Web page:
i still have a long term macro dream of an explosion higher in soverein / US state debt interest rates as investors finally realize they are bust and have to price in a massive hair cut / work out on debt and then be able to buy muni bonds somewhere in future with new covenants and new far stricter controls on state spending that will get crammed down their throats by bankruptcy courts at double digit yields that all bankrupt entities start at before they try to go forward and prove they deserve lower rates …………

    of course the fact that i own alot of stocks seems to contradict this , my success at exiting the markets in mid 2007 as i saw the sh*tstorm breaking out before the ‘rest of market’ gives me hope i’ll pull off same again although owning alot of defensive plays and holding 30-40% cash should help ………..

    yes , i know …..roll your eyes ………. tell it to the folks who publicly rebuked me in mid 2007 on VF for ‘panicking’ as i began a healthy exit out of stocks …. tell it to the ACAS kool aid drinkers who furiously attacked me then when i blew out of my sizeable position in the $30’s and suggested others do it too ……….. tell it to those who listened to Bernanke then try to reassure USA investors that the problem was ‘ well contained and just a little subprime problem ‘ ………… just yesterday , Bernanke gave a speech warning USA has to do something on its debt problem ( all to a great yawn from the lunatics in DC ) ………

    retail sales through the roof today laugh the bulls ……….. well guess what , when Obama heaves $850 billion of unfunded government spending into the economy mostly into fraudulent make believe ‘ job stimulus’ , its going to trickle down and get spent somewhere ……. $80 billion in tax refunds paid out to people who paid no taxes in first place additional proof that retail sales ‘blowout’ in USA is as sustainable as candy store sales in a small town where a rich kid took his dad’s cash stash and handed it out to friends who all ran to the store and cleaned it out ………….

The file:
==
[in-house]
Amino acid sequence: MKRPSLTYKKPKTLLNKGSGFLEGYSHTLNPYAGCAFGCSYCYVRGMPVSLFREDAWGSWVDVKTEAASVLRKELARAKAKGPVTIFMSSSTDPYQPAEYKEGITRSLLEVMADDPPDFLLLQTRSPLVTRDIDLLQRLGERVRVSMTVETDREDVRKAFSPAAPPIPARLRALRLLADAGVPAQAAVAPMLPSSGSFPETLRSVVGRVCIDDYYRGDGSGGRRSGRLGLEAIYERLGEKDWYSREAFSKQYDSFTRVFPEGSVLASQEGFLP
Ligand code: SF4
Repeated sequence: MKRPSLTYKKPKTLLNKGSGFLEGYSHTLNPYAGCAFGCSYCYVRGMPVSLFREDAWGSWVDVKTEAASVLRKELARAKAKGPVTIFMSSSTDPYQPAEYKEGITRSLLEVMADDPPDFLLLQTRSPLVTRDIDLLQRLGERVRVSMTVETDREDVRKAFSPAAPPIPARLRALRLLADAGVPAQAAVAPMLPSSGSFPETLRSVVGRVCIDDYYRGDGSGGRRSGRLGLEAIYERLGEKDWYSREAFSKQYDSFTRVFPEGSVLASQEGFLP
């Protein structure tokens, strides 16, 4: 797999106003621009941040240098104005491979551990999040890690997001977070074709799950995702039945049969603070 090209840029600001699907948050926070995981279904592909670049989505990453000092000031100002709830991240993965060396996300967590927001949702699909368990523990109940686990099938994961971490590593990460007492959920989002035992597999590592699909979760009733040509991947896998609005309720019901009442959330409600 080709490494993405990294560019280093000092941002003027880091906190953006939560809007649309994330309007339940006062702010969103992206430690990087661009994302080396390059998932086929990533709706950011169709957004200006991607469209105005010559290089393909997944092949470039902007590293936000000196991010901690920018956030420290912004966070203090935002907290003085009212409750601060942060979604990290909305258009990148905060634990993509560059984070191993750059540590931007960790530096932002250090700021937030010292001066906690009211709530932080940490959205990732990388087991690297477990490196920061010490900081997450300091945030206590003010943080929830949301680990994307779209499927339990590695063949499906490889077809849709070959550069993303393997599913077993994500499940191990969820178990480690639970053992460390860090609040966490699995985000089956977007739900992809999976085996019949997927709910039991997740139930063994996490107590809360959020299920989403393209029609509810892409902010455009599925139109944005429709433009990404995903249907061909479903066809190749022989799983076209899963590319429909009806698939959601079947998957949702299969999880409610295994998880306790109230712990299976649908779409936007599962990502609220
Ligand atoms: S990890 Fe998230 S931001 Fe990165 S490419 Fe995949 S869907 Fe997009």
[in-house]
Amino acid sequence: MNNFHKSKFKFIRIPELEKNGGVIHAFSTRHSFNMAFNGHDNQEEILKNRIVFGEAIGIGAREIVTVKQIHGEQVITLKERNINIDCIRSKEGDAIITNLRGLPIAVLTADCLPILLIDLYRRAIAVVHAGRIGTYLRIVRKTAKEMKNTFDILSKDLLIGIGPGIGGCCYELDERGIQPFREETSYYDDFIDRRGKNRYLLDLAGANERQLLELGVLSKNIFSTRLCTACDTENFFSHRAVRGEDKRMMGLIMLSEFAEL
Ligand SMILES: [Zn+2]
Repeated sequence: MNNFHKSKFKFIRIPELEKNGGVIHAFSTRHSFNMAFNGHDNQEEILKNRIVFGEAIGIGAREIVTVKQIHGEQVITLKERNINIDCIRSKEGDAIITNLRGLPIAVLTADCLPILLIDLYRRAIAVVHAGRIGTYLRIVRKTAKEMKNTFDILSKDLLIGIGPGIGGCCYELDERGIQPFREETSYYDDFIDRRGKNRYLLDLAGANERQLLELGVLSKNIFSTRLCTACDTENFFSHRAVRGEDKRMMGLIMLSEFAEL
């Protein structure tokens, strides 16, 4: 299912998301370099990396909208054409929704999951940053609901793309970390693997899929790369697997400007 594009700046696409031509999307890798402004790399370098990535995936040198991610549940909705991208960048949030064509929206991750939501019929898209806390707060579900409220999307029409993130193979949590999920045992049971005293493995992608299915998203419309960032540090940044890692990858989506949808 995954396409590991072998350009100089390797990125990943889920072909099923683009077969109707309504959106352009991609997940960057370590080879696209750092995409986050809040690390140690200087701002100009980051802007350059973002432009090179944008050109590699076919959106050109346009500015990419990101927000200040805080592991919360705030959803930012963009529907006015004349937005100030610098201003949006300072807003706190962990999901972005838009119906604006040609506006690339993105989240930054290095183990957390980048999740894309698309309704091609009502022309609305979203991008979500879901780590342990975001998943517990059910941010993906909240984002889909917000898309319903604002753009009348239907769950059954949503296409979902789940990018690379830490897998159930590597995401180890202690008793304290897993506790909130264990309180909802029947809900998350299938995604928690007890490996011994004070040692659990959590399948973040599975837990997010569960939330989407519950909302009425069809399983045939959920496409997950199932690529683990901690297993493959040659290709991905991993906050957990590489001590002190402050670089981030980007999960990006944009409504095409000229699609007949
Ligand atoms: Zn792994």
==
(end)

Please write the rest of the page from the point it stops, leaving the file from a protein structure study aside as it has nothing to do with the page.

yesterday we saw a HUGE drop in consumer credit even as we see retail stores report blowouts today ….. you guyus really want to believe that America no longer needs credit cards and buys everything for cash ? this is precisely what you expect when you see America blowing its welfare checks …………… consumer credit plunges and cash spending spikes ( but just for awhile )

    today we see a spike in jobless claims again ( back to February levels ) ……… numerous economists out laughing and snorting at it as meaningless ………….. applications for mortgages yesterday was pathetic ………. we are WELL into the usual spring home buying season …. nice weather nationwide …….. there should be HUGE pent up demand for houses especially among folks hungry for thet $8,000 government give away ……. but its not there …..why ? because they don’t have jobs or just working part time or have no faith trhey will keep their job ! ….so instead they take their freebie tax refund and go blow it at Best Buy for a few trinkets and call it a day ………….